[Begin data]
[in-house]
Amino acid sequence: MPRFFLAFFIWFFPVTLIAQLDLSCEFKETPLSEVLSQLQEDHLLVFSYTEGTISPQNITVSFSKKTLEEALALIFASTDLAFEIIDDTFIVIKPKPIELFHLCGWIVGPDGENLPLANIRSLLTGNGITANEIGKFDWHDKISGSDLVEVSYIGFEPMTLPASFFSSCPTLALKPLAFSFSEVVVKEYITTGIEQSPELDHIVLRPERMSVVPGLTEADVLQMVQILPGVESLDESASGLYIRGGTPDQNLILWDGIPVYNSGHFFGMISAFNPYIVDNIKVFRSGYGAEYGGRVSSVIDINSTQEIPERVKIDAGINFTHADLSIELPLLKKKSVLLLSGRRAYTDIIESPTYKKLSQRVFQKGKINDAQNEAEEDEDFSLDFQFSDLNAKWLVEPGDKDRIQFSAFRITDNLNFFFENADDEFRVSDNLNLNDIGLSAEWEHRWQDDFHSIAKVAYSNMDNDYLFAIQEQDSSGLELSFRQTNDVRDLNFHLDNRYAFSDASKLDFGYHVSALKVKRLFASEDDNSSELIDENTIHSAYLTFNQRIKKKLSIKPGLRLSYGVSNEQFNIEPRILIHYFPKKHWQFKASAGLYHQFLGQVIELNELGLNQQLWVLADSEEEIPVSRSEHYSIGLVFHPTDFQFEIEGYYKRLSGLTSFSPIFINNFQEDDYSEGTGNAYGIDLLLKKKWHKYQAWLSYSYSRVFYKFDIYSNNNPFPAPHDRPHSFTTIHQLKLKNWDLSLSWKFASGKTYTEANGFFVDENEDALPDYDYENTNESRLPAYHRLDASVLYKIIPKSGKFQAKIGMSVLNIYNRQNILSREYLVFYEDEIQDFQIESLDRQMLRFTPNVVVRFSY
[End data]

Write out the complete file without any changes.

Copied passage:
[in-house]
Amino acid sequence: MPRFFLAFFIWFFPVTLIAQLDLSCEFKETPLSEVLSQLQEDHLLVFSYTEGTISPQNITVSFSKKTLEEALALIFASTDLAFEIIDDTFIVIKPKPIELFHLCGWIVGPDGENLPLANIRSLLTGNGITANEIGKFDWHDKISGSDLVEVSYIGFEPMTLPASFFSSCPTLALKPLAFSFSEVVVKEYITTGIEQSPELDHIVLRPERMSVVPGLTEADVLQMVQILPGVESLDESASGLYIRGGTPDQNLILWDGIPVYNSGHFFGMISAFNPYIVDNIKVFRSGYGAEYGGRVSSVIDINSTQEIPERVKIDAGINFTHADLSIELPLLKKKSVLLLSGRRAYTDIIESPTYKKLSQRVFQKGKINDAQNEAEEDEDFSLDFQFSDLNAKWLVEPGDKDRIQFSAFRITDNLNFFFENADDEFRVSDNLNLNDIGLSAEWEHRWQDDFHSIAKVAYSNMDNDYLFAIQEQDSSGLELSFRQTNDVRDLNFHLDNRYAFSDASKLDFGYHVSALKVKRLFASEDDNSSELIDENTIHSAYLTFNQRIKKKLSIKPGLRLSYGVSNEQFNIEPRILIHYFPKKHWQFKASAGLYHQFLGQVIELNELGLNQQLWVLADSEEEIPVSRSEHYSIGLVFHPTDFQFEIEGYYKRLSGLTSFSPIFINNFQEDDYSEGTGNAYGIDLLLKKKWHKYQAWLSYSYSRVFYKFDIYSNNNPFPAPHDRPHSFTTIHQLKLKNWDLSLSWKFASGKTYTEANGFFVDENEDALPDYDYENTNESRLPAYHRLDASVLYKIIPKSGKFQAKIGMSVLNIYNRQNILSREYLVFYEDEIQDFQIESLDRQMLRFTPNVVVRFSY